The Quarantine Diaries: #panicbuying

March 19

In my very first post, I talked about the anxiety I felt in the days leading up to lockdown. I mentioned that I was doing ok until the very last week. In part, this is because I refused to give into the frenzy of panic that had taken over the world in the most absurd way: panic buying. All of the sudden, supermarkets were like war zones, toilet paper was a good as precious as gold and people were buying quantities enough to clean the butts of a whole legion with dysentery during World War II. What I didn't understand was the connection between Corona Virus and toilet paper. Some wire got crossed there because no one knew by that point that one of the main symptoms of the virus was severe diarrhoea. Videos from supermarkets across the world were shocking; in the US, one man had a trolley sky high with packs of toilet paper. In France, a lady sneakily snatched two packs of toilet paper from another customer and both of them ran like the devil in what I can only describe as an embarrassing race between Mario and Luigi if they were both slow and smashed into all the obstacles in their way, only to never even make to the exit. The last straw was a video from Spain of two women packing throwing all the packs of toilet paper on the shelf from end of the isle to the other. No one stopped them.

Soon, an unclassified underground system of communication must have developed because people were flocking to supermarkets around the same time every day in the hopes of getting the toilet paper that arrived with the first day's delivery. A few times I ventured the supermarkets on my way home from work to confirm this outrage. I remember the young city workers staring amusedly at the shelves turning to me and shaking their heads: "Hope you didn't need pasta either." I actually started laughing and texted my partner to avoid supermarkets until further notice, we had enough of everything but I'd go fetch a few bits first thing before work the next day. I told my mom, who of course told me she told me so, and that to never step into a supermarket again. Words I patiently ignored of course because I wasn't scared by then.

On March 19, the day before my business closed, I finally gave into the slight anxiety telling me to buy certain essentials before they ran out. I walked to ASDA first thing in the morning, around 6:30 am, to find that everyone had my same idea. By that point, thank god, supermarkets were starting to limited the amount of units per item to three per customer but the queues were horrendous, trolleys were bursting and I wasn't wearing any gloves or masks. I texted my mom, who naturally cursed my living demons and reminded me over and over again that supermarkets are the main centres for contamination! She was right of course but what was I supposed to do? I have to admit I was tempted to leave, but then I looked at the patient staff filling up the shelves, the lady at the self-checkouts making sure everyone was respecting the limit, the cashiers touching all the products as they scanned mountains of trolleys after trolleys. I even remember the guy in front of me, who had just come for a humble purchase of two packs of nappies. Not a single one had protective gear at the time, and they had families and babies to tend to. They had many more responsibilities that I did. So I told my mom that if they could be here without any protection so could I. She cursed my self righteousness: "Enough of that heroism crap and get out of there."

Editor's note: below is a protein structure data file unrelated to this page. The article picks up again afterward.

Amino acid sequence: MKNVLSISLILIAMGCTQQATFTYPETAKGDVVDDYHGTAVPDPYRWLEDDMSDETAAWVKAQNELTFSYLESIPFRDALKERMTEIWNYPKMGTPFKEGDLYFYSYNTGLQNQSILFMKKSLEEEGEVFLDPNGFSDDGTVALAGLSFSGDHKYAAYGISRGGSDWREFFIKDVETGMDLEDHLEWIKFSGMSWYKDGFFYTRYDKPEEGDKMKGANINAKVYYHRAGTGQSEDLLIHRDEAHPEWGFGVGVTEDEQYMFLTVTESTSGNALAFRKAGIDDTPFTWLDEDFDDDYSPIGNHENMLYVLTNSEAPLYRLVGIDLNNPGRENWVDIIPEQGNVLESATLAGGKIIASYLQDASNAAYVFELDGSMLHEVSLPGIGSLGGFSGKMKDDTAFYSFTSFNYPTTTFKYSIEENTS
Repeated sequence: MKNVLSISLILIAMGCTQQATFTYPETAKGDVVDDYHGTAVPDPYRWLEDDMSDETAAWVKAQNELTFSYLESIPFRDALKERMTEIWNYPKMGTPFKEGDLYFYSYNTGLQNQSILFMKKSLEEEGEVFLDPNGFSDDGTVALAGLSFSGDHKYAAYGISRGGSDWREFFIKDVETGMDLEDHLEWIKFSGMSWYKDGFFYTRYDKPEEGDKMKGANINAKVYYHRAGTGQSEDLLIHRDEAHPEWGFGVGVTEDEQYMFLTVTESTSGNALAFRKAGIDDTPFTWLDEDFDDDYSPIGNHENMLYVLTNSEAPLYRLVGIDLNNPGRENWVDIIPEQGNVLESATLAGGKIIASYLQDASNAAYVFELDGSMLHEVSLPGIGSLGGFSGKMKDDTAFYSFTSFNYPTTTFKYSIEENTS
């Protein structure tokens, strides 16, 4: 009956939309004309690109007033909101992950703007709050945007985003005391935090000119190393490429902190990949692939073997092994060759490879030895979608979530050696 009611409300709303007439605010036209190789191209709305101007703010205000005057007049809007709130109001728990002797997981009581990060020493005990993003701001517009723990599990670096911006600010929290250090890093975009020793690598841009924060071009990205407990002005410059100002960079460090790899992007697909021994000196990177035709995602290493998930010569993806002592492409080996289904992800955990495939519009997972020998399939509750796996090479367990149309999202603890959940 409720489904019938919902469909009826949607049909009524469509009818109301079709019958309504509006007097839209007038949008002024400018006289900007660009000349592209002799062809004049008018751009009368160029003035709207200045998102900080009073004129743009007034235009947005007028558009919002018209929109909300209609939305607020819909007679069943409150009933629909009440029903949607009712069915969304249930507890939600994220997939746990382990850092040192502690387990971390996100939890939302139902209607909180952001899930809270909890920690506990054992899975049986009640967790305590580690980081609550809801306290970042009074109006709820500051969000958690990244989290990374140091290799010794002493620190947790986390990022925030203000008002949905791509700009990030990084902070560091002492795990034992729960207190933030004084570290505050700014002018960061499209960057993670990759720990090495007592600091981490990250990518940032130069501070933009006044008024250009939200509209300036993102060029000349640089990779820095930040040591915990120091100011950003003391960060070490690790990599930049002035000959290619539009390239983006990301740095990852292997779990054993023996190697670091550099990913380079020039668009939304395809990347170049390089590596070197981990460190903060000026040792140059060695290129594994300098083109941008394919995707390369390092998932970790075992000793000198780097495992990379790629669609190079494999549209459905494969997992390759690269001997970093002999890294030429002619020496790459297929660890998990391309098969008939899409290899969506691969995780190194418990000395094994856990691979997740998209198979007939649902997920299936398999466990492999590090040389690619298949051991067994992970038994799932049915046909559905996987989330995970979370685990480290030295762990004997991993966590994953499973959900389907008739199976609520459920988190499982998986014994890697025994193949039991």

I finally made to the check out, but I had to call my managers to tell them I was running late; I'd been queuing for almost 40 minutes. That same weekend, when we were already safe at home, we went to the small Tesco close to our house after a run. We had run out of chicken and beef. It was a beautiful sunny day and the lockdown measures that had been imposed allowed us to spend one hour outdoors to maintain our health. We were feeling more positive; we were at home, our families were safe and we were at least able to breath fresh air and destress ourselves. We felt great. Then, as we made it towards Tesco, I looked through the window to check how busy it was, only to find the shelves of meat were completely empty. I felt a complete sense of desolation and tears ran down my face.